On Fri, Mar 02, 2018 at 08:50:17PM +0100, Jason A. Donenfeld wrote:
> What would be really nice would be to somehow keep track of the
> maximum stack depth, and just before the function returns, clear from
> the maximum depth to its stack base, all in one single call. This
> would not only make the code faster and less brittle, but it would
> also clean up some algorithms quite a bit.
> Ideally this would take the form of a gcc attribute on the function,
> but I was unable to find anything of that nature. I started looking
> for little C tricks for this, and came up dry too. I realize I could
> probably just take the current stack address and zero out until _the
> very end_ but that seems to overshoot and would probably be bad for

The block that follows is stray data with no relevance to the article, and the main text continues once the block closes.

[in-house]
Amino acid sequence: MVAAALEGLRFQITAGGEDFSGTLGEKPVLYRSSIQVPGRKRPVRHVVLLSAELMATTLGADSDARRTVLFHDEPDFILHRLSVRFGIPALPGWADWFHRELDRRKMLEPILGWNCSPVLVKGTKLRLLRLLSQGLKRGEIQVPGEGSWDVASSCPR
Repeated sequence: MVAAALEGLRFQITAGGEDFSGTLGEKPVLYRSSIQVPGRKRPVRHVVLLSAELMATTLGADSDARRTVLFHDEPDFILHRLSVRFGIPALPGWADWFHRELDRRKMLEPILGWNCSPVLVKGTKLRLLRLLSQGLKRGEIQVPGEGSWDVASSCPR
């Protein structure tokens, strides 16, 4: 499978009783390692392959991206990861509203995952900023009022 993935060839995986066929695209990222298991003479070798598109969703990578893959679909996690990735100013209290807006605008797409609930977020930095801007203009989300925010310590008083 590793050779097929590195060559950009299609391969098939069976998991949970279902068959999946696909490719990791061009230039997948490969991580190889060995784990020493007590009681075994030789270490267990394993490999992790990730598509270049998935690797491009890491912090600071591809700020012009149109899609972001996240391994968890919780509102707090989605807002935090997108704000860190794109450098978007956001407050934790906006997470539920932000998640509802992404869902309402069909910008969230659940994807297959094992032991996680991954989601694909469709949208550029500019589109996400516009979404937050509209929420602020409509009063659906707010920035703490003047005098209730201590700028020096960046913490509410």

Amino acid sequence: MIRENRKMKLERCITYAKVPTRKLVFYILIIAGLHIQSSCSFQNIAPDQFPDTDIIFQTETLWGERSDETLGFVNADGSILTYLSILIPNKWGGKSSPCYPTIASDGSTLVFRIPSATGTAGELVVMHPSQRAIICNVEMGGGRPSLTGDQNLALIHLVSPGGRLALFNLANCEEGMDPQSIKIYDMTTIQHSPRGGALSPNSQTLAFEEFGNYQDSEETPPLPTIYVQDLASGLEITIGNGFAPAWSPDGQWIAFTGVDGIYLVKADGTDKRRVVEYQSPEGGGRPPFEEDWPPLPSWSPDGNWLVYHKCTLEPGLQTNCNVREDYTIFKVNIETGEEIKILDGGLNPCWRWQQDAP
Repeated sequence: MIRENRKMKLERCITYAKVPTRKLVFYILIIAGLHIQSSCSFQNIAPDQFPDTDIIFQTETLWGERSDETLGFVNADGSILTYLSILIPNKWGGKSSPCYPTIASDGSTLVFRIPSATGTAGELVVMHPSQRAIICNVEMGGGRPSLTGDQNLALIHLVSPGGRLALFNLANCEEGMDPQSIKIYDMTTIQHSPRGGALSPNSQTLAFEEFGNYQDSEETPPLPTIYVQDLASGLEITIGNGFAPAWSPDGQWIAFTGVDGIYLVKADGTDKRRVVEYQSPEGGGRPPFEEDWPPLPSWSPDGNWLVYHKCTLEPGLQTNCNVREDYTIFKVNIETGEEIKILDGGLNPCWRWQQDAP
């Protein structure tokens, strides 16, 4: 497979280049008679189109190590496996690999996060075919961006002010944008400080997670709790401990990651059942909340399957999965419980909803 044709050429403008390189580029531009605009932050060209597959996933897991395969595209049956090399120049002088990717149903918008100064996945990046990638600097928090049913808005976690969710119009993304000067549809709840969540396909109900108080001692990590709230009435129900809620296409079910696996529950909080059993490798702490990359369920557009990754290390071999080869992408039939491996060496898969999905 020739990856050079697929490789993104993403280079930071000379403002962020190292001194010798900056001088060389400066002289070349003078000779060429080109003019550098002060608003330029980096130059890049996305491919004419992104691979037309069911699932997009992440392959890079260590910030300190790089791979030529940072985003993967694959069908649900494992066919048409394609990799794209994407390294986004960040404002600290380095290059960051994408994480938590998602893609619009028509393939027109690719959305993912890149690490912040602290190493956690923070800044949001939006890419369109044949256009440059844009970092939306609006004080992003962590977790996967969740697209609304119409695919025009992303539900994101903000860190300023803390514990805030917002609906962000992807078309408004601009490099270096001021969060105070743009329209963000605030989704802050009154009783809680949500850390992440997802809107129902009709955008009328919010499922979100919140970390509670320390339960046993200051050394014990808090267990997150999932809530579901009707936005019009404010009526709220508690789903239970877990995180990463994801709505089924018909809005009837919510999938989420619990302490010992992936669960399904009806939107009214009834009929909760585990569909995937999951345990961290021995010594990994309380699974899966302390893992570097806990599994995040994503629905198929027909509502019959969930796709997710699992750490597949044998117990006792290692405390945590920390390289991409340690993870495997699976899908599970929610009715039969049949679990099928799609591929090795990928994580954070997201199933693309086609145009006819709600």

> performance. The best I've been able to do come up with are some
> x86-specific macros, but that approach seems a bit underwhelming.
> Other approaches include adding a new attribute via the gcc plugin
> system, which could make this kind of thing more complete [cc'ing
> pipacs in case he's thought about that before].

Can objtool support a static stack usage analysis?

I'm wondering if it's possible to place these sensitive functions in a
special linker section, like .text.stackzero.<tag>; objtool could
collect static call data (as it already does) and stack usage, spitting
out a symbol definition stackzero_<tag>_max_depth, which you could then
use to bound your zeroing.

Obviously this is a static analysis, with the limitations therein.


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